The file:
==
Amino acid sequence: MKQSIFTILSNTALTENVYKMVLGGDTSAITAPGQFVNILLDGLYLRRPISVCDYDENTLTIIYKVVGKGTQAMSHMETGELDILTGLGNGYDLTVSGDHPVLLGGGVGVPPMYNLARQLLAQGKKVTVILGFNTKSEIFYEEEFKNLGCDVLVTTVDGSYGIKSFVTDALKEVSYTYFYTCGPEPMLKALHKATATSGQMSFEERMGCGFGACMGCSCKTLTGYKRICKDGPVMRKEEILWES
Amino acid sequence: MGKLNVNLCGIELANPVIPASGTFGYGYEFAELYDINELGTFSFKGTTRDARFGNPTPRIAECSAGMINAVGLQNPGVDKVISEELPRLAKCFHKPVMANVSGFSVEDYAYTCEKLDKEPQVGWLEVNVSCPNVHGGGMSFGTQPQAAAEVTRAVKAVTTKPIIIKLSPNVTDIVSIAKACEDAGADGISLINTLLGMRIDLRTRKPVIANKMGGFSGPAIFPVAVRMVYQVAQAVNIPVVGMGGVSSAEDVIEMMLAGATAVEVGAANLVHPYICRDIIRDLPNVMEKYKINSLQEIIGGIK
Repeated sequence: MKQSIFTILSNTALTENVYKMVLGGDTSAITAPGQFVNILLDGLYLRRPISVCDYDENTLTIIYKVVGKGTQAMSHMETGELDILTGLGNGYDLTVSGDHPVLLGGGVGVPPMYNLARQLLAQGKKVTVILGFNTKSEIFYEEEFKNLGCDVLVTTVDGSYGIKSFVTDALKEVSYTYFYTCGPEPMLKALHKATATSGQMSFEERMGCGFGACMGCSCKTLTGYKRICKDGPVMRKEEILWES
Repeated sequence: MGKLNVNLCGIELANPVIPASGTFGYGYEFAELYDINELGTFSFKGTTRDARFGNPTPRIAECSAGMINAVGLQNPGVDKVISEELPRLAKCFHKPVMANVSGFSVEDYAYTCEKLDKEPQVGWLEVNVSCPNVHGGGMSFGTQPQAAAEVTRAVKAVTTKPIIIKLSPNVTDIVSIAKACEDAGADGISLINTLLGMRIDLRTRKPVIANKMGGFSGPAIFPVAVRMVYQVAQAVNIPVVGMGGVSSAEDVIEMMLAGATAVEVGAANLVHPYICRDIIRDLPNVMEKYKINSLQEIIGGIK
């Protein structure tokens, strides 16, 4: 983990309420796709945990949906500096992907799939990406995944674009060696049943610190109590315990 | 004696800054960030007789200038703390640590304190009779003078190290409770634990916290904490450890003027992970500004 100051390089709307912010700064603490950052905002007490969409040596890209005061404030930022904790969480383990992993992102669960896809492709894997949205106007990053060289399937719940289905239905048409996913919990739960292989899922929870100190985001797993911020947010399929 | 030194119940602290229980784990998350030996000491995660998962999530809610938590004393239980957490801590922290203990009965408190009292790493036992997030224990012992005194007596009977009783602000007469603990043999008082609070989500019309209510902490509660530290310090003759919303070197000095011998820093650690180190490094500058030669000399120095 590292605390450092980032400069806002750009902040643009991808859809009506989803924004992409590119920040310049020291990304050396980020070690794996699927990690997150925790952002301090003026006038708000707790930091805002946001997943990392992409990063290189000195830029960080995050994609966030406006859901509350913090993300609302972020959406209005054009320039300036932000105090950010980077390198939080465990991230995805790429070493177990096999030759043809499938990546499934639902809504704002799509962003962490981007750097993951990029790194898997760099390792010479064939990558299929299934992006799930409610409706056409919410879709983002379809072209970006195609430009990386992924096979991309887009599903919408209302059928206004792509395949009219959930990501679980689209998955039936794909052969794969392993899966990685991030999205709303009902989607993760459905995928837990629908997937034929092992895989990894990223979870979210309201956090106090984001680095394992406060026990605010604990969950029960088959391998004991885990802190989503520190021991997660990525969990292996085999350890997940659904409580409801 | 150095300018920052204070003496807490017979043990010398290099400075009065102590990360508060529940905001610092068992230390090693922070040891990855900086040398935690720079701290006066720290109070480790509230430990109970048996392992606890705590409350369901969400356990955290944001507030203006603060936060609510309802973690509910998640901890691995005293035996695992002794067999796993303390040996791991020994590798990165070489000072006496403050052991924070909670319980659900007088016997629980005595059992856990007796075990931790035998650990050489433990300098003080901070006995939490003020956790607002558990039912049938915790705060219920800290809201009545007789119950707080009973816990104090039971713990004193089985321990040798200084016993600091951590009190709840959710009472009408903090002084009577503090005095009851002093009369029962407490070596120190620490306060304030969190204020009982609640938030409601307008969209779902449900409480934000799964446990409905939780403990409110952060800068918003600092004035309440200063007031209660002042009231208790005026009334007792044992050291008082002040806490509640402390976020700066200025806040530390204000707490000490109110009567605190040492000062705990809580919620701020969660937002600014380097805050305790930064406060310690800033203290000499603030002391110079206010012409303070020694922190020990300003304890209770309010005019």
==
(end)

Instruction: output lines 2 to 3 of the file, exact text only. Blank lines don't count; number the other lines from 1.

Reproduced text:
Amino acid sequence: MGKLNVNLCGIELANPVIPASGTFGYGYEFAELYDINELGTFSFKGTTRDARFGNPTPRIAECSAGMINAVGLQNPGVDKVISEELPRLAKCFHKPVMANVSGFSVEDYAYTCEKLDKEPQVGWLEVNVSCPNVHGGGMSFGTQPQAAAEVTRAVKAVTTKPIIIKLSPNVTDIVSIAKACEDAGADGISLINTLLGMRIDLRTRKPVIANKMGGFSGPAIFPVAVRMVYQVAQAVNIPVVGMGGVSSAEDVIEMMLAGATAVEVGAANLVHPYICRDIIRDLPNVMEKYKINSLQEIIGGIK
Repeated sequence: MKQSIFTILSNTALTENVYKMVLGGDTSAITAPGQFVNILLDGLYLRRPISVCDYDENTLTIIYKVVGKGTQAMSHMETGELDILTGLGNGYDLTVSGDHPVLLGGGVGVPPMYNLARQLLAQGKKVTVILGFNTKSEIFYEEEFKNLGCDVLVTTVDGSYGIKSFVTDALKEVSYTYFYTCGPEPMLKALHKATATSGQMSFEERMGCGFGACMGCSCKTLTGYKRICKDGPVMRKEEILWES